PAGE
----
18 02 2015

Saturday, February 21
4:00 PM All Deceased of Lotrick Family – Katherine Lotrick

8:30 AM God’s Blessings and Good Health for all Parishioners
4:00 PM Deanery Stations of the Cross – SS Peter & Paul, Wilkes-Barre, PA

Friday, February 27 Lenten Services
6:00 PM Stations of the Cross & Sorokousty

Saturday, February 28
4:00 PM Gloria Suscavage – Mary & Wayne Thomas

8:30 AM God’s Blessings and Good Health for all Parishioners
4:00 PM Deanery Stations of the Cross – SS Peter & Paul, Plymouth, PA

LENTEN SERVICES: Father Popyk asks that you PLEASE try to attend the services during Lent: Station of the Cross and Sorokusty on Friday evenings 6:00 PM. Lent is a time for prayer, penance and sacrifice.

DIVINE LITURGY SCHEDULE: Saturdays 4:00 PM; Sundays 8:30 AM
The first Sunday of Lent is called “Sunday of Orthodoxy,” it was instituted by the Eastern Church as a reminder of her victory over the Iconoclasts.
About 726 the Byzantine emperor Leo the Isaurian started a heresy known as “Iconoclasm” or image breaking. He published an edict whereby he forbade rendering honor to the icons (images) of our Lord, and the Blessed Mother of God and the Saints. He also began a ruthless persecution of their defenders. Countless precious icons were destroyed and many statues were demolished.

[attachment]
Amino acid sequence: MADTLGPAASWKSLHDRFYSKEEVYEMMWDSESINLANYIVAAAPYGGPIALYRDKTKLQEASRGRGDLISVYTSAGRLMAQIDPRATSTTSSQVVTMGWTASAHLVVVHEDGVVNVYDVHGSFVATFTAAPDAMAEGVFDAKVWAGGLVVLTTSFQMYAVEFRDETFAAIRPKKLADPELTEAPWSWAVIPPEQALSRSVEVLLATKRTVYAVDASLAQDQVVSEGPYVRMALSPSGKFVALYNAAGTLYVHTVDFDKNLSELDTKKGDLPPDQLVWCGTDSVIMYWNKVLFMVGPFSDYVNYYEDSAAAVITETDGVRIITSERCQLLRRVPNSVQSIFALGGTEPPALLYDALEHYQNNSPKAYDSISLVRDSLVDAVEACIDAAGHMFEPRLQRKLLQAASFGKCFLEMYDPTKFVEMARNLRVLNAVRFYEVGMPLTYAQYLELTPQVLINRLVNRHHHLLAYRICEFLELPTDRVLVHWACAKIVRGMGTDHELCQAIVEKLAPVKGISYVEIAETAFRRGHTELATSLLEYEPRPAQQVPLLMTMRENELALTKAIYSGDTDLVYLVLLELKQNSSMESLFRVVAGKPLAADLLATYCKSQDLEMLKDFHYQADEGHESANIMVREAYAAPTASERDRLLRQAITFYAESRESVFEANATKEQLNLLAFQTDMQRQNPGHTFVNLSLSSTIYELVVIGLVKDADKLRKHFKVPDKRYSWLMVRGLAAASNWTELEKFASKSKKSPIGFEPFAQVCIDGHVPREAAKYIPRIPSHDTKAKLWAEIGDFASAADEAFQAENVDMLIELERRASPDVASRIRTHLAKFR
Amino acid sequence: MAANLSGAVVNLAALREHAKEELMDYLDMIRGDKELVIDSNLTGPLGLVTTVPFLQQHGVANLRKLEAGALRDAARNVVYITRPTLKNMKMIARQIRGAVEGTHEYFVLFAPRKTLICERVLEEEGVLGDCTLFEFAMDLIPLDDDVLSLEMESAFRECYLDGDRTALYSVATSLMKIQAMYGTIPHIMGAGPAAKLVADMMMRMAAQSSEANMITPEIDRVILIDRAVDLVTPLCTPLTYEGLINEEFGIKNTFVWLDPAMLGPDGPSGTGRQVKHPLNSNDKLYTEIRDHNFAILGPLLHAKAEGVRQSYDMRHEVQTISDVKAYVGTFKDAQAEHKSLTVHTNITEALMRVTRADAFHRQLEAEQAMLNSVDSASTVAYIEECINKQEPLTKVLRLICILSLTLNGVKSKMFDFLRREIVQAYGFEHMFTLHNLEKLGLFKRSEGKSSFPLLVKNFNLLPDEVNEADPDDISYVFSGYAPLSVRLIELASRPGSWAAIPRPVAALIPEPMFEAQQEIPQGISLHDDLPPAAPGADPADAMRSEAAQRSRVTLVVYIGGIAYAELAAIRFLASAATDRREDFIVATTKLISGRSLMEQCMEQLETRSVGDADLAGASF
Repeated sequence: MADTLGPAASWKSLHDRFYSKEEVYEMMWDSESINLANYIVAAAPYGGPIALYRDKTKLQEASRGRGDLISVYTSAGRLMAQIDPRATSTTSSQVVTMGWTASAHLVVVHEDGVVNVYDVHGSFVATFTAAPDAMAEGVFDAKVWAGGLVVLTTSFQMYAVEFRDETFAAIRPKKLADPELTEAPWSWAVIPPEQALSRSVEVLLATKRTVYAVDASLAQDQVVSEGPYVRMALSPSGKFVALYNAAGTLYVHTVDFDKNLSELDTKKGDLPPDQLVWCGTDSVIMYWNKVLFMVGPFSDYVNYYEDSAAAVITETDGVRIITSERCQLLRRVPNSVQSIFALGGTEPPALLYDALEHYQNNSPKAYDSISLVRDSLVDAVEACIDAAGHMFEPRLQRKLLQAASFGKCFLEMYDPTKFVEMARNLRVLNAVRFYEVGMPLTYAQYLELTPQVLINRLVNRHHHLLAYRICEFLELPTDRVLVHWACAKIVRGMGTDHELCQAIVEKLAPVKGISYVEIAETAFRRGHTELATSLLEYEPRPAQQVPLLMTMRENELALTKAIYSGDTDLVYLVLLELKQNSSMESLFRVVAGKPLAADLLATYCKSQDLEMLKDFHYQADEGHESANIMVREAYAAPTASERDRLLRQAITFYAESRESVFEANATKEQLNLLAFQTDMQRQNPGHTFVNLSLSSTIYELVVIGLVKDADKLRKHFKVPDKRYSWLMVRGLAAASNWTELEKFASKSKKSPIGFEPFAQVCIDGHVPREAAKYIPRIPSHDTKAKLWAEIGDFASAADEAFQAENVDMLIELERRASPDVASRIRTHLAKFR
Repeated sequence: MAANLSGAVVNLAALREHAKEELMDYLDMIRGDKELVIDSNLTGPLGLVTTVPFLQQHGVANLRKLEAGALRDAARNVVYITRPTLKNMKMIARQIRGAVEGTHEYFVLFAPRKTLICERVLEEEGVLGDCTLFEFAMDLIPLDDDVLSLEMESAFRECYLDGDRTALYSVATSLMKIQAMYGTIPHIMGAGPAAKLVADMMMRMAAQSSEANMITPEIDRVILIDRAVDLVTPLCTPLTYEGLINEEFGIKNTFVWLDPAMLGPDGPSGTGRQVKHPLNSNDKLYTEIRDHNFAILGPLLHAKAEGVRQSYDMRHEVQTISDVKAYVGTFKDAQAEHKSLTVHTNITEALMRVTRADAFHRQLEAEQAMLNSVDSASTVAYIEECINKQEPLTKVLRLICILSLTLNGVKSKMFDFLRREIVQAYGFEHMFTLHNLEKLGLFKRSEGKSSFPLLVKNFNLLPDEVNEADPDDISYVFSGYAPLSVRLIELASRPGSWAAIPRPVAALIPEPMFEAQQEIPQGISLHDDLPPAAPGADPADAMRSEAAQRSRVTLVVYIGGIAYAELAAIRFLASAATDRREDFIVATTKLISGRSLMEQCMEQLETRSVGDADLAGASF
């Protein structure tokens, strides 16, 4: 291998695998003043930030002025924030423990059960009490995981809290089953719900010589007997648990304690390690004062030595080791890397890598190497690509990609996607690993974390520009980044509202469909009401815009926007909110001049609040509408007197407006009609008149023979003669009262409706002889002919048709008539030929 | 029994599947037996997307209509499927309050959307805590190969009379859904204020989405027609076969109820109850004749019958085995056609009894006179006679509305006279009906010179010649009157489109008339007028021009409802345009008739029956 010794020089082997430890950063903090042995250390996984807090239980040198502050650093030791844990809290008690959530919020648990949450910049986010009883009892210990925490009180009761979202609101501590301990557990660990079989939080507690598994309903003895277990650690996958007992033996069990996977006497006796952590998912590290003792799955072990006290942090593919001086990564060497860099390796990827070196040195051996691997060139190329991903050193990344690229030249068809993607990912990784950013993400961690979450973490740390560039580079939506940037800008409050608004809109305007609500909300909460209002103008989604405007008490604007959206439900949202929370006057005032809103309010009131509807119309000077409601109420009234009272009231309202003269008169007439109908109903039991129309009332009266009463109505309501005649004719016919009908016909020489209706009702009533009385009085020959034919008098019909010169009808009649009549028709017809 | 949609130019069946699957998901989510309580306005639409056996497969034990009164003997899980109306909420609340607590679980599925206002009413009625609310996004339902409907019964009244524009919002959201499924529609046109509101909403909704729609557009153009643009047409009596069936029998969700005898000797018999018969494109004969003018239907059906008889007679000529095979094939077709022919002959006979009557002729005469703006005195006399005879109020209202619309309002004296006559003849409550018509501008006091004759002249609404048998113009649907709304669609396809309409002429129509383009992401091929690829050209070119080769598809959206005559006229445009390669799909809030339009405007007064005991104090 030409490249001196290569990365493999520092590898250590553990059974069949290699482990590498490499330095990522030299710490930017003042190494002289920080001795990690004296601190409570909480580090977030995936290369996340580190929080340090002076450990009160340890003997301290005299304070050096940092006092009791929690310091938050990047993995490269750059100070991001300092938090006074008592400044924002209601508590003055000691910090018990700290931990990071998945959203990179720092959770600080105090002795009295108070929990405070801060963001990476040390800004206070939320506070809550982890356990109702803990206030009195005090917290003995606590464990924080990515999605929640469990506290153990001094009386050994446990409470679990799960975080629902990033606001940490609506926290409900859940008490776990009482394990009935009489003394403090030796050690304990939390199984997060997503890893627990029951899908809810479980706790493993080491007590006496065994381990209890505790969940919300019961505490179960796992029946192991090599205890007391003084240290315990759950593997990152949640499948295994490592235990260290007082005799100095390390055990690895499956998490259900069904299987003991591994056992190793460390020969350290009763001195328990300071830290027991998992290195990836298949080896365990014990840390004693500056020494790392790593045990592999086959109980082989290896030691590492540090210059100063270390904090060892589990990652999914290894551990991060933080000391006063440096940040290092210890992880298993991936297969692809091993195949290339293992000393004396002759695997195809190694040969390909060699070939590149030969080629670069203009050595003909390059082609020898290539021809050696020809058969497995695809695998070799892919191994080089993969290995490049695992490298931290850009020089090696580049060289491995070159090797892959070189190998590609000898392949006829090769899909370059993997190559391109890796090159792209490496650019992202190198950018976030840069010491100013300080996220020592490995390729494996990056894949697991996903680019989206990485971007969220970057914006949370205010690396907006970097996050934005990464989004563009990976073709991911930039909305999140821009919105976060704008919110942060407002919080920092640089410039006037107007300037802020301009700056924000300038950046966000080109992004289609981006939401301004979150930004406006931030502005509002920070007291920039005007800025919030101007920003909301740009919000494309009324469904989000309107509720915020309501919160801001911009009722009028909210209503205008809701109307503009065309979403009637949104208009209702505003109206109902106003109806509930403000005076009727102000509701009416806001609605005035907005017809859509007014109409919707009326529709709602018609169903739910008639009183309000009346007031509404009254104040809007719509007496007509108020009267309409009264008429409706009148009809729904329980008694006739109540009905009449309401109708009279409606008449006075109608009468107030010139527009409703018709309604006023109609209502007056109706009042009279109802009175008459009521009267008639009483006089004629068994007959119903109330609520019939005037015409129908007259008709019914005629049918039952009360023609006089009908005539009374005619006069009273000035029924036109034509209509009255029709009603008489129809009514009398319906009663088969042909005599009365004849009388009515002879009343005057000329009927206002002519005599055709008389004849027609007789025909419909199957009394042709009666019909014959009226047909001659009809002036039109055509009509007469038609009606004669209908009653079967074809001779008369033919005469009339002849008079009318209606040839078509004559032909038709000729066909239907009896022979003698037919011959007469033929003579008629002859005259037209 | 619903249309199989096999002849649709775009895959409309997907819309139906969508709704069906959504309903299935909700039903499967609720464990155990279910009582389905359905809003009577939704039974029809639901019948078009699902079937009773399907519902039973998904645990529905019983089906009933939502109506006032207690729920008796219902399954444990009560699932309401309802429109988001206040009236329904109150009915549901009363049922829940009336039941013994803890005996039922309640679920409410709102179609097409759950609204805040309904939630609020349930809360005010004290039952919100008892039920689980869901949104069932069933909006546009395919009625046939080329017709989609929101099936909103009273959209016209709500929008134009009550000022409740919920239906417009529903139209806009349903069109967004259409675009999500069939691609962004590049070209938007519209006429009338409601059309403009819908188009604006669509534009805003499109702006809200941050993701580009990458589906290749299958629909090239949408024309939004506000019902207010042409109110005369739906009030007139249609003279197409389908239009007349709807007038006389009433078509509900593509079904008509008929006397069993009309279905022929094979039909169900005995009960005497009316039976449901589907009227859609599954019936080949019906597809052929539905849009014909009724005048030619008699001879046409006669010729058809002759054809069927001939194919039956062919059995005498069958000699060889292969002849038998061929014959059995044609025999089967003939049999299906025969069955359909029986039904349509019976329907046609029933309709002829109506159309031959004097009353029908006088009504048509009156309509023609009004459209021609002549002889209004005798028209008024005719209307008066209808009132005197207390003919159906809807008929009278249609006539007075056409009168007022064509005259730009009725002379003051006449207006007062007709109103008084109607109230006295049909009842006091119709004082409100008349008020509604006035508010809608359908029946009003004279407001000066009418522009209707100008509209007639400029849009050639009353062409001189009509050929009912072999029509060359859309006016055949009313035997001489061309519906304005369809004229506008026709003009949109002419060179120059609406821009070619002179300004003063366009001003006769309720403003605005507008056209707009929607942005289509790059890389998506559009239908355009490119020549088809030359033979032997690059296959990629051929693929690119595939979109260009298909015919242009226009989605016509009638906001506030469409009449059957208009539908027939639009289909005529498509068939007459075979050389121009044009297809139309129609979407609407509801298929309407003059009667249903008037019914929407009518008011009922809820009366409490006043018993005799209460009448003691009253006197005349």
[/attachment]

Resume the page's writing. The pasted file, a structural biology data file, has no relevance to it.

In 787 the Holy Fathers of the Church assembled at the second Council at Nicaea and defined, that the veneration of the holy icons (pictures) is by no means idolatry and that a relative honor should be paid them for the sake of their prototype.
On this Sunday the Church exhorts the faithful to purify the image of their souls by a true sorrow and penance. Thus on the first Sunday of Lent the Eastern Church commemorates the victory of the true Orthodox faith over the heresy of the Iconoclasts.
`On this day in some churches, the Sunday of Orthodoxy is observed with a procession with holy icons.

Lenten Penances and Prostrations:
Closely connected with our Lenten services are inclinations. These inclinations are made either by bowing from the waist or to the ground and they are performed at all Lenten services. The Prayer of St. Ephrem with accompanying prostrations merits special consideration. This prayer can be regarded the official Lenten penitential prayer of our Church, expressing as it does the whole content and purpose of the Great Fast as follows.